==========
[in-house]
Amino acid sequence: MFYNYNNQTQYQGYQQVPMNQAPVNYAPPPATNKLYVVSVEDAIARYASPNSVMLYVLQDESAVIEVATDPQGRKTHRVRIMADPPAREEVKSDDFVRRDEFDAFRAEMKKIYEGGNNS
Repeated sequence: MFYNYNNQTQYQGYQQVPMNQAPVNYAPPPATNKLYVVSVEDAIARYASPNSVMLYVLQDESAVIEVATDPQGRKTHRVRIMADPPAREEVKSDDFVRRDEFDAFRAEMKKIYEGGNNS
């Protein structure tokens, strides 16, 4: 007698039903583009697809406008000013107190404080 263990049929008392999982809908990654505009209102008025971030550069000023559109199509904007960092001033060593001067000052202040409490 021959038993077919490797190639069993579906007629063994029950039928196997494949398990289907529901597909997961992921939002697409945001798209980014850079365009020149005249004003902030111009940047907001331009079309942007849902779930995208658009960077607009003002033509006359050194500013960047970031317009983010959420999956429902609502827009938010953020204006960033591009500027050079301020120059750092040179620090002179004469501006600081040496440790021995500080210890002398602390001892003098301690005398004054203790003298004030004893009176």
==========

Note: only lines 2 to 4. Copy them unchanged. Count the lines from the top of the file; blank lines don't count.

Amino acid sequence: MFYNYNNQTQYQGYQQVPMNQAPVNYAPPPATNKLYVVSVEDAIARYASPNSVMLYVLQDESAVIEVATDPQGRKTHRVRIMADPPAREEVKSDDFVRRDEFDAFRAEMKKIYEGGNNS
Repeated sequence: MFYNYNNQTQYQGYQQVPMNQAPVNYAPPPATNKLYVVSVEDAIARYASPNSVMLYVLQDESAVIEVATDPQGRKTHRVRIMADPPAREEVKSDDFVRRDEFDAFRAEMKKIYEGGNNS
């Protein structure tokens, strides 16, 4: 007698039903583009697809406008000013107190404080 263990049929008392999982809908990654505009209102008025971030550069000023559109199509904007960092001033060593001067000052202040409490 021959038993077919490797190639069993579906007629063994029950039928196997494949398990289907529901597909997961992921939002697409945001798209980014850079365009020149005249004003902030111009940047907001331009079309942007849902779930995208658009960077607009003002033509006359050194500013960047970031317009983010959420999956429902609502827009938010953020204006960033591009500027050079301020120059750092040179620090002179004469501006600081040496440790021995500080210890002398602390001892003098301690005398004054203790003298004030004893009176």